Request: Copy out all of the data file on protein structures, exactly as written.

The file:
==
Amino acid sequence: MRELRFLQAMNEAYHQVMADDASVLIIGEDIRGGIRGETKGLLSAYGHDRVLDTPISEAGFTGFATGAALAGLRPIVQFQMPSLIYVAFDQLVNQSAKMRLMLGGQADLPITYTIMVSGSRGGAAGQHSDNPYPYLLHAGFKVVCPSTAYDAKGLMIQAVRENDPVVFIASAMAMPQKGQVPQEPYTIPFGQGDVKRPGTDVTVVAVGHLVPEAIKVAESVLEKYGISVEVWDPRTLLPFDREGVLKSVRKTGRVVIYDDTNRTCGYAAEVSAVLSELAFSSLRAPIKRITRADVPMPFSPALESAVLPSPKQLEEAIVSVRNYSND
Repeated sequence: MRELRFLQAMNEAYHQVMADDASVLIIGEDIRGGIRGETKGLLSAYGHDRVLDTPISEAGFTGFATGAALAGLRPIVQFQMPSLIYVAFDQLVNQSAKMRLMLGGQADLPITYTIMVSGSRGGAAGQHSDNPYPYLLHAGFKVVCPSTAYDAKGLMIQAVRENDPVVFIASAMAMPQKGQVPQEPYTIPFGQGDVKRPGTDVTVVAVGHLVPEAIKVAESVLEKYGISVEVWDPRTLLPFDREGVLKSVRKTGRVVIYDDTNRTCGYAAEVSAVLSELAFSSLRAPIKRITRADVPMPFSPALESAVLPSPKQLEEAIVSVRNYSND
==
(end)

Amino acid sequence: MRELRFLQAMNEAYHQVMADDASVLIIGEDIRGGIRGETKGLLSAYGHDRVLDTPISEAGFTGFATGAALAGLRPIVQFQMPSLIYVAFDQLVNQSAKMRLMLGGQADLPITYTIMVSGSRGGAAGQHSDNPYPYLLHAGFKVVCPSTAYDAKGLMIQAVRENDPVVFIASAMAMPQKGQVPQEPYTIPFGQGDVKRPGTDVTVVAVGHLVPEAIKVAESVLEKYGISVEVWDPRTLLPFDREGVLKSVRKTGRVVIYDDTNRTCGYAAEVSAVLSELAFSSLRAPIKRITRADVPMPFSPALESAVLPSPKQLEEAIVSVRNYSND
Repeated sequence: MRELRFLQAMNEAYHQVMADDASVLIIGEDIRGGIRGETKGLLSAYGHDRVLDTPISEAGFTGFATGAALAGLRPIVQFQMPSLIYVAFDQLVNQSAKMRLMLGGQADLPITYTIMVSGSRGGAAGQHSDNPYPYLLHAGFKVVCPSTAYDAKGLMIQAVRENDPVVFIASAMAMPQKGQVPQEPYTIPFGQGDVKRPGTDVTVVAVGHLVPEAIKVAESVLEKYGISVEVWDPRTLLPFDREGVLKSVRKTGRVVIYDDTNRTCGYAAEVSAVLSELAFSSLRAPIKRITRADVPMPFSPALESAVLPSPKQLEEAIVSVRNYSND